I have been in a fog. Didn't realize it. Didn't quite notice that the vision was cloudy, that things were not clear. I am pretty sure I knew things were "off" if you will, but I don't quite think I realized the extent of the funk.
Goodbye, fog! Vision restored!
It is like I have been kick-started again, and all things are in order. It isn't an event that happened; this is an internal thing. It is nothing that I did, or you...the stars aligned correctly and magic fairy dust was sprinkled. Or something like that.
My oldest daughter has been talking to me non-stop. Of particular interest is her drama class. They did a little improv and it sparked in her such happiness and joy. She has been acting out each group's skits (two per group) all weekend. She smiles, laughs, acts out, re-acts out the skits. Over and over. We laugh each time at the creativity of the kids, and at her pure joy in showing them to us.
My oldest daughter has been talking to me non-stop. Paralellagrams, electric candles, rabbis playing guitar and singing down the hall, weed-pulling. Challah. Alia does not want to eat the challah at school. She feels that challah should be hechsher kosher. Even though we do eat vegetarian out of the house, we keep strict hechsher kosher in the house. We had a great conversation about this. I was proud that she made a Jewish decision for herself, based on her sense of commandedness, her love of Judaism, and her sense of what is right and wrong for her. My follower daughter made a decision against the grain. Alia says that they can't just get a kosher loaf for her class, that she will have to bring her own challah and eat from a different loaf. This is what she was told -- the Orthodox kids bring a loaf that is frozen and each week they take a piece from it. Seems a little silly when kosher challah is in most of the stores. It is okay, though. We will buy and send challah, and Alia will see that respect and support her.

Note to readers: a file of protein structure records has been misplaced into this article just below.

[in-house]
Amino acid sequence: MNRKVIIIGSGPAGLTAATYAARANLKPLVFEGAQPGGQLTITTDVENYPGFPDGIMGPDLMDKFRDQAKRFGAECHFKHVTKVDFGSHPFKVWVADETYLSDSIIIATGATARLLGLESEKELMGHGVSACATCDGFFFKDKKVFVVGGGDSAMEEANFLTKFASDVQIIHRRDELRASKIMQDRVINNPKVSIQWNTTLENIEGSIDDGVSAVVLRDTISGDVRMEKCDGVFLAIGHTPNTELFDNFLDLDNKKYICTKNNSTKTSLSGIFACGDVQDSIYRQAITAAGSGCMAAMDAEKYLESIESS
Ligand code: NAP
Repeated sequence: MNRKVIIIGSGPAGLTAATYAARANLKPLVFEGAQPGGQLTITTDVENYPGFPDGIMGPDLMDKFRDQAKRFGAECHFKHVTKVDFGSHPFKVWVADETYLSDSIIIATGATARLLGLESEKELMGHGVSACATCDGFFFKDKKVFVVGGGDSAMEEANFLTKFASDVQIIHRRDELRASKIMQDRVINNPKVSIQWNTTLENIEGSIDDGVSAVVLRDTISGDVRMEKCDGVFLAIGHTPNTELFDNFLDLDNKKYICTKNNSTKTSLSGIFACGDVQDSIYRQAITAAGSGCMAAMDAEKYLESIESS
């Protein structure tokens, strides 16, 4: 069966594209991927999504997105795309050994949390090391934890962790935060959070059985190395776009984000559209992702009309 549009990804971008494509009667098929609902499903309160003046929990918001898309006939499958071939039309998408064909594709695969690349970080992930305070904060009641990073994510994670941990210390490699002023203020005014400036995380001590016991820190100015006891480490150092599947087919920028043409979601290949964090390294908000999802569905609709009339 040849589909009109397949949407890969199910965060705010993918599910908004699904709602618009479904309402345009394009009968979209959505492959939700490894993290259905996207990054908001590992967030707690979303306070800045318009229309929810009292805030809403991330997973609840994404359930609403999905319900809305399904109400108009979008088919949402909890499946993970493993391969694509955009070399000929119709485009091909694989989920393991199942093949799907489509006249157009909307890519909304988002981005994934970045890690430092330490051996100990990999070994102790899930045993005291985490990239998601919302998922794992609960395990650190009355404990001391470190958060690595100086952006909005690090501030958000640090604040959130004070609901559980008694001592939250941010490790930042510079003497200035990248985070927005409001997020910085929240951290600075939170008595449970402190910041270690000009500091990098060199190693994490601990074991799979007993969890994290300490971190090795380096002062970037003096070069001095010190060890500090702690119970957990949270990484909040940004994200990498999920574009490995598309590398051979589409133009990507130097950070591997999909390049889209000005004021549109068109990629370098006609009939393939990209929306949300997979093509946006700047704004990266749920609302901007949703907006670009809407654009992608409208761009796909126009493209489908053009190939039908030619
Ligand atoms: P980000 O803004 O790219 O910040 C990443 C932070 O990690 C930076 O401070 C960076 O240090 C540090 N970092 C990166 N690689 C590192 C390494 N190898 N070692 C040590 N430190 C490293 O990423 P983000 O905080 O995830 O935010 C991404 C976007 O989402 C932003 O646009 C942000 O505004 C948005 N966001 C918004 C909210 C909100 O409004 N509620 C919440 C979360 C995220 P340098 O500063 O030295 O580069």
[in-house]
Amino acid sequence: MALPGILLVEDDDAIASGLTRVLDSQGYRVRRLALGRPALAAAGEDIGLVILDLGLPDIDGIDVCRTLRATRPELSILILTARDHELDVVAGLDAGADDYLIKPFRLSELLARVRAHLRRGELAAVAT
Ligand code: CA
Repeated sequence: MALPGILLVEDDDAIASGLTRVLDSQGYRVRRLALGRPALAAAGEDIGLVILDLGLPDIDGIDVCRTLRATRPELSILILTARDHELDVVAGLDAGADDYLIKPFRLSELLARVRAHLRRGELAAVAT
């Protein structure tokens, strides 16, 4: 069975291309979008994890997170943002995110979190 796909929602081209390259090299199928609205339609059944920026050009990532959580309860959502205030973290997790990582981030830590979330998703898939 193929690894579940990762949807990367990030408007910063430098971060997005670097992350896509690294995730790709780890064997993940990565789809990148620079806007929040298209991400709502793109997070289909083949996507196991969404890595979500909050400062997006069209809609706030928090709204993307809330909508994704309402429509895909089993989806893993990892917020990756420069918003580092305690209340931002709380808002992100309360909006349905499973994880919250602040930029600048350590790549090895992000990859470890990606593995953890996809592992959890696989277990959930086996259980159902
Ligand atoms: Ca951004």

My oldest daughter did her homework with intention, all the while letting beautiful words about her teachers drip from her lips. She worked very hard, and if you know my daughter and her hate relationship with doing school work, then you may know what a miracle this was. Afterwards, she said, "No fighting over homework all week." I never thought of it as fighting, just as struggling. My terms, her terms. This is the reality -- no struggle. I am hoping this is a habit! A habit of no struggle for homework, and a habit of being filled with joy, confidence and wonder with regard to what she is learning.
Turn off the computer. Engage my now three-year old. Bath time was delicious! She sang-sang-sang. Splashed-splashed-splashed. She is such a kind child. She threw "I love you" out there, and she means it. "Mama, I just want you to know that I love you so much!" "Mama, I just love you!" "Mamma, you are so nice to me and I love you!" Ugh! How can I leave this child for Israel? I am having second thoughts.
Tonight we began the new chart for morning and bedtime routine. We changed how we are doing nite-nite time. Neviyah handled it well. She followed right along. She did not protest. She had some difficulty falling asleep, but in her cuteness, she said at one point, "Mama, I just can't make myself fall asleep. I keep trying and trying but my sleep won't come." So, we told her another story, and that helped.
This sickly child of mine...always so willing to be positive. Her smile melts me. Her hugs sustain me. Her words amaze me.
Dinner made. Lunches packed. Kids in bed. Parents asleep. Morning here. Please back -- do not hurt and ache today!